Author Website: www.elizabethgilbert.com
One Word Review: A Waste (I know that is two words)
First Line: “I wish Giovanni would kiss me.”
Synopsis: At the age of thirty-one, Gilbert moved with her husband to the suburbs of New York and began trying to get pregnant, only to realize that she wanted neither a child nor a husband. Three years later, after a protracted divorce, she embarked on a yearlong trip of recovery, with three main stops: Rome, for pleasure (mostly gustatory, with a special emphasis on gelato); an ashram outside of Mumbai, for spiritual searching; and Bali, for “balancing.” These destinations are all on the beaten track, but Gilbert’s exuberance and her self-deprecating humor enliven the proceedings: recalling the first time she attempted to speak directly to God, she says, “It was all I could do to stop myself from saying, ‘I’ve always been a big fan of your work.’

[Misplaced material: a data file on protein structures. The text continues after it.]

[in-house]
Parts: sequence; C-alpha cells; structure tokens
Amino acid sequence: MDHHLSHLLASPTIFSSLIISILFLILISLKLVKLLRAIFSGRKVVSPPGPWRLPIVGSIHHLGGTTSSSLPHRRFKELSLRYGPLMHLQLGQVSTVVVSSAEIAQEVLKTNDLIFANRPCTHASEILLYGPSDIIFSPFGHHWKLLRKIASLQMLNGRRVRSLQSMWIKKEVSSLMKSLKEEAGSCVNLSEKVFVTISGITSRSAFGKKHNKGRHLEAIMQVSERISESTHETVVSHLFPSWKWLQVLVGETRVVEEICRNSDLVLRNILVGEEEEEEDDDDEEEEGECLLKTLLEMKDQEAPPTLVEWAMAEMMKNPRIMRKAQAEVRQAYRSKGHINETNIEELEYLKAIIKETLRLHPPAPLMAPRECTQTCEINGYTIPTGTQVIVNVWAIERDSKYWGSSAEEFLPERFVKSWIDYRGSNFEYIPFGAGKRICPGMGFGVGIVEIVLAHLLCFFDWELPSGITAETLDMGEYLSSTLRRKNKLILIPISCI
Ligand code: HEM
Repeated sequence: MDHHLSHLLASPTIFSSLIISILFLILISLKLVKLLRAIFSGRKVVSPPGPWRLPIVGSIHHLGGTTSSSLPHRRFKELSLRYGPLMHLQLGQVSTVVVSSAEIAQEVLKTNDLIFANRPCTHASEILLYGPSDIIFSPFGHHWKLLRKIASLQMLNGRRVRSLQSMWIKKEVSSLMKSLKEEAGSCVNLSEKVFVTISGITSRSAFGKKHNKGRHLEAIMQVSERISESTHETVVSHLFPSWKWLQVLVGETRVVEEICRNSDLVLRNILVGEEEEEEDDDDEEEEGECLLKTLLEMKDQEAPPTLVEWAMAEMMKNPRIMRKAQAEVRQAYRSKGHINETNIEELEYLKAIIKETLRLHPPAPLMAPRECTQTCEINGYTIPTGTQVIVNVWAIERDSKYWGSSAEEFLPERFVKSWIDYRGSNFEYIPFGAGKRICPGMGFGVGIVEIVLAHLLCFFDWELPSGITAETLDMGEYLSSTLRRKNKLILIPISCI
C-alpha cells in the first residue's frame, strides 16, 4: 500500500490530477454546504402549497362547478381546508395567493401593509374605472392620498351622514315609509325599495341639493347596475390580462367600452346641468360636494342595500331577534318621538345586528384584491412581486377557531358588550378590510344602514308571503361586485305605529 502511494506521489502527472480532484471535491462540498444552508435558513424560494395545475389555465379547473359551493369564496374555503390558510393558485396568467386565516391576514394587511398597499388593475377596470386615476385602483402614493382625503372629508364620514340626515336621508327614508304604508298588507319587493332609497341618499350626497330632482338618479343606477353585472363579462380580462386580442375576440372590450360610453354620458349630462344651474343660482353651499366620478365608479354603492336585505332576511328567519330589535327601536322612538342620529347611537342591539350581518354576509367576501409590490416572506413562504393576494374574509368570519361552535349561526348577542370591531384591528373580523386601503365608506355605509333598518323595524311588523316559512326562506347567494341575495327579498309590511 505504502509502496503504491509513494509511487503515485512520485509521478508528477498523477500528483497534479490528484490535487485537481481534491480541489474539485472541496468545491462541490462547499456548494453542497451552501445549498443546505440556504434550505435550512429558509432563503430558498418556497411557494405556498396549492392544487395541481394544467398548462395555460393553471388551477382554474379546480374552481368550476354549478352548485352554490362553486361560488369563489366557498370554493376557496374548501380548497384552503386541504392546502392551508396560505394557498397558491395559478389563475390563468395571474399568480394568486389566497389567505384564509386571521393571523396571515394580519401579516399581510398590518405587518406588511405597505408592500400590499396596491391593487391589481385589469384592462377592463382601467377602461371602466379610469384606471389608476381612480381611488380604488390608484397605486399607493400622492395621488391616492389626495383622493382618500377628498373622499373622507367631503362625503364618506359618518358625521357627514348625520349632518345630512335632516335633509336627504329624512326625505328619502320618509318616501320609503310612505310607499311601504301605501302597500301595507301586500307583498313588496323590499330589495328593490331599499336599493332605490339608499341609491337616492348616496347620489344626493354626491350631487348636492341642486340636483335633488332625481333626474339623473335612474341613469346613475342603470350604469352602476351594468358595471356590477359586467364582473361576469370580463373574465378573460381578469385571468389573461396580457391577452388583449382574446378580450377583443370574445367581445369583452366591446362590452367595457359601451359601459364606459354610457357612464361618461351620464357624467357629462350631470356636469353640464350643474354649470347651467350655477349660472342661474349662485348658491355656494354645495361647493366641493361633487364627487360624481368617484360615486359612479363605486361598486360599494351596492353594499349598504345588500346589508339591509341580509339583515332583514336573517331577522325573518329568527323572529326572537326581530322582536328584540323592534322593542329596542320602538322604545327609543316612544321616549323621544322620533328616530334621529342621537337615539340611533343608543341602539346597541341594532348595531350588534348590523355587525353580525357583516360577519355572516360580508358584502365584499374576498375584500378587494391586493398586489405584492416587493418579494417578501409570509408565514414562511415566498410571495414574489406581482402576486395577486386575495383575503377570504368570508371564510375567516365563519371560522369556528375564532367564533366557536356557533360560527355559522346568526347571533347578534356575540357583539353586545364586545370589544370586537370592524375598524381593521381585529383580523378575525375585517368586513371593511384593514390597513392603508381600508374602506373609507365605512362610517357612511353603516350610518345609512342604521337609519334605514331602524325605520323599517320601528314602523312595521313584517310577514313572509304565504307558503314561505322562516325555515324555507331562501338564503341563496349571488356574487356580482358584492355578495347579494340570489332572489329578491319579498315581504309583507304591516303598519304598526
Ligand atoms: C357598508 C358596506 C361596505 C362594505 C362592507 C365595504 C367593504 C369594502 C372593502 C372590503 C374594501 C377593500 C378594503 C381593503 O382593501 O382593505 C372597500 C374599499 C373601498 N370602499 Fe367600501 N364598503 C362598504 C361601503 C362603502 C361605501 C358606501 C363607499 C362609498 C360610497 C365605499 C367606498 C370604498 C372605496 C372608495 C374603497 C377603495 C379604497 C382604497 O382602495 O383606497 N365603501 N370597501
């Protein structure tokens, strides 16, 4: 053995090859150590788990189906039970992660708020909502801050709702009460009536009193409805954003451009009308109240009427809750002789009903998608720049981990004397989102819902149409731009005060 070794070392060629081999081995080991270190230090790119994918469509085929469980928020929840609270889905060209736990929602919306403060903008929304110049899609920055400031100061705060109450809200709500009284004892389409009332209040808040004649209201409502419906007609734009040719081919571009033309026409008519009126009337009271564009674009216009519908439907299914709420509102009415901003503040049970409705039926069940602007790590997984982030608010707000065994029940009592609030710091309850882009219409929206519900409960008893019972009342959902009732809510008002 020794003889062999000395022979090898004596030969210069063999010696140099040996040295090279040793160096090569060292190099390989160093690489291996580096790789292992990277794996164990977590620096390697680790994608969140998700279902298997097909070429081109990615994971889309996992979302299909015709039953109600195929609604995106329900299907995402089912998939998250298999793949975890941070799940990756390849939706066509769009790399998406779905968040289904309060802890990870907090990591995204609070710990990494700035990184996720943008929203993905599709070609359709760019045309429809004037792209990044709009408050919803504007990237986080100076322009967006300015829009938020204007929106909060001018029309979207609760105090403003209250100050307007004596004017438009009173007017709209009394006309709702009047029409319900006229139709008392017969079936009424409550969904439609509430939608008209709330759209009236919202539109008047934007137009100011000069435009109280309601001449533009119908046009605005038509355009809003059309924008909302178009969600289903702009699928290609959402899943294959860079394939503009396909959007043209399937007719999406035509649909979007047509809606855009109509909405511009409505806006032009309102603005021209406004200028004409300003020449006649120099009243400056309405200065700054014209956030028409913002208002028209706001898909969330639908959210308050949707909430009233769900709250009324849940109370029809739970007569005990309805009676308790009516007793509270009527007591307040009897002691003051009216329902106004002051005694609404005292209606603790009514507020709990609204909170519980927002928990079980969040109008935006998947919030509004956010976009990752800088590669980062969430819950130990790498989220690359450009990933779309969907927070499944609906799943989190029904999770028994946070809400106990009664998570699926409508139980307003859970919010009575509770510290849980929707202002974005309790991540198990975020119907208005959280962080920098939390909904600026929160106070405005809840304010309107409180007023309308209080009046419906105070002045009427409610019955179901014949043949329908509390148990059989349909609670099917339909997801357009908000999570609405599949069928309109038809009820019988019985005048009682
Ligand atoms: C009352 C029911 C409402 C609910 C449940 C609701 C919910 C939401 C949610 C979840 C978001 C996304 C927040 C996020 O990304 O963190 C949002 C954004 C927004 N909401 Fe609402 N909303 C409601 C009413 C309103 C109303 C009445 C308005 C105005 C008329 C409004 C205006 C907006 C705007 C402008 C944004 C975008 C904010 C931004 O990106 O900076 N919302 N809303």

Jess’s Review: I did something I rarely do, but I put this book down about 55 pages in and all I can say is hallelujah. I’ve been seeing this book everywhere so I thought I'd give it a try. Only in American can a self-centered and pathetic woman make the New York Times Bestsellers List by re-telling her so-called life story about being so darned depressed because she lives in a big house in the suburbs with a husband that for some inexplicable reason she just doesn’t love anymore. Picture that sentence written in whinny 4 year old’s voice and you’ll understand the way this book comes across while reading it. I have a solution for Miss Gilbert. Pull yourself off the bathroom floor or whatever other surface you are “sobbing” on and get a life, stop thinking (and writing) about yourself and try helping or serving someone else. Once you’ve done that, write a book that matters and stop inflicting your personal pity party on the American public. I’ve always known the following to be true and this book just drove it home for me: Ingratitude is one of the grossest sins and will leave you helpless and sad. Funny, but also how reading this book will leave you. In all fairness I did only make it 55 pages so if I missed some “a ha” moment that made this book worth the paper it is written on please feel free to call me on the carpet.